Taking into account that the probability of decay per time-step of a link is set to 0.002 and that the initial configuration consisted of 42 links, then the expected life-time of the membrane--in the absence of repair--is about 12 time steps. This is to be contrasted with the actual life-time of the membrane of over 5000 which is more than 400 times longer. The improvement over the original SCL model becomes clear if one compares this result to the analogous number of the earlier reported experiments (McMullin & Varela, 1997) where the autopoietic agent lived for about 22 times its expected (unrepaired) life-time (decay probability of 0.001, 12 links in the membrane and an absolute life time of no more than 1800 time-steps). It is clear that in experimental settings like this, quantitative results are only of limited value in the absence of more extensive coverage of the parameter space. However, there is a factor of 20 between the two results, which has some suggestive value.
Growth: Let us now turn on the displace motion and start the experiment again with an initial configuration, consisting of a small membrane enclosing a catalyst and four free links such as in (McMullin & Varela, 1997). Starting the simulation, the membrane immediately starts to deform into irregular shapes. Occasionally new links are inserted into the chain, which leads to a growth process. Inside the membrane the catalyst continuously produces new free links, which tend to drift outwards, ready to repair a potential fracture of the membrane. Once the agent has attained a certain size three functionally distinct parts or layers can be discerned. First there is the most inner layer, the ``reactor'', characterized through the presence of the catalyst and substrate which has drifted through the chain of links into the interior of the membrane. The middle-layer consists of free links, which were produced in the ``reactor'' and are ``waiting'' to repair a potential rupture. The third layer is the ``membrane'', which has already been described above. Once the membrane attains a certain size, it usually takes a rectangular shape; this is apparently partly due to the affinity between free links and the membrane and the consequent inhibition of its inward motion, and partly a reflection of the underlying lattice geometry.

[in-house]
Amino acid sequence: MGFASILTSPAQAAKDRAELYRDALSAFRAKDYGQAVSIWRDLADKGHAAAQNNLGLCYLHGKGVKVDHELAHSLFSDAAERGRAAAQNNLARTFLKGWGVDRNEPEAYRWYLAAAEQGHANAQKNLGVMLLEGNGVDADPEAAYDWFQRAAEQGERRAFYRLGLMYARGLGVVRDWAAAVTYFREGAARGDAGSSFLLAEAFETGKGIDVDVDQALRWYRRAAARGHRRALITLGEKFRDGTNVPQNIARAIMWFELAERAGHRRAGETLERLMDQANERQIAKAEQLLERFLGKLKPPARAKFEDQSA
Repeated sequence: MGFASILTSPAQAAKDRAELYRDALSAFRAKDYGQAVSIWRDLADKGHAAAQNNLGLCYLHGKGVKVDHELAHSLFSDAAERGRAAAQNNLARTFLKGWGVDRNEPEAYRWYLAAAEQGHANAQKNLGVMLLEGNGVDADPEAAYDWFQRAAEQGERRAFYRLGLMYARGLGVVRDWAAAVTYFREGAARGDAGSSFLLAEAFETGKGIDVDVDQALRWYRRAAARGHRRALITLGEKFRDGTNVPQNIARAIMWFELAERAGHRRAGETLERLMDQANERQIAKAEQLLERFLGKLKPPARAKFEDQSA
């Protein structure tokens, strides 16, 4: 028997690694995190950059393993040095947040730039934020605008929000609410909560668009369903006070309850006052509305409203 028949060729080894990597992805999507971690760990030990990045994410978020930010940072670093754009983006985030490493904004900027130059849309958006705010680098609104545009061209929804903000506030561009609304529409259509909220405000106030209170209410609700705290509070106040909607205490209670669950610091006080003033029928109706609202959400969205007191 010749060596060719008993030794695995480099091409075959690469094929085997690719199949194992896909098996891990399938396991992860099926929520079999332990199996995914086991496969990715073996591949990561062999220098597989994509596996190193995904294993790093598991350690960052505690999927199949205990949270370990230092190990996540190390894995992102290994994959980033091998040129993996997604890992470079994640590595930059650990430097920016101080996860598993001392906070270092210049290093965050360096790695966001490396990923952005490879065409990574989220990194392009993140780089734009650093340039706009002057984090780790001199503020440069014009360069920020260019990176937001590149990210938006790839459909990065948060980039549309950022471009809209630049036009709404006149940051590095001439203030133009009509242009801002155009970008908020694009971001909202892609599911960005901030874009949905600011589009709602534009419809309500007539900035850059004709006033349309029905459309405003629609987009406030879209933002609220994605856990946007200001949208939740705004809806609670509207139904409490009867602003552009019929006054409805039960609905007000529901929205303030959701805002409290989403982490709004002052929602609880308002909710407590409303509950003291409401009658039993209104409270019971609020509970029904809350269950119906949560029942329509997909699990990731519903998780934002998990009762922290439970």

Dependent on the chosen disintegration probability of the links, the chain sooner or later suffers a terminal rupture. Especially if the chain is already quite large, then locally there might not be enough repair material, i.e., free links, available to effectively perform a repair operation. This effect seems to be a cause for the terminal rupture in this run, where one clearly sees the lack of free links in the neighborhood of where the membrane is broken (not shown). Under this setting the terminal rupture of the membrane occurs at time step 1168. Various experiments (not reported here) suggest that the coarse qualitative features of the behaviour of the model remain invariant under a significant variation of the link-decay probability.
The SCL-GRO model, as described in this article, clearly adds to the qualitative phenomenology of the original version of SCL in that it considerably extends the longevity of the autopoietic agents and supports their systematic growth. These might be useful steps in the direction of realising reproduction of autopoietic agents by growth and fission.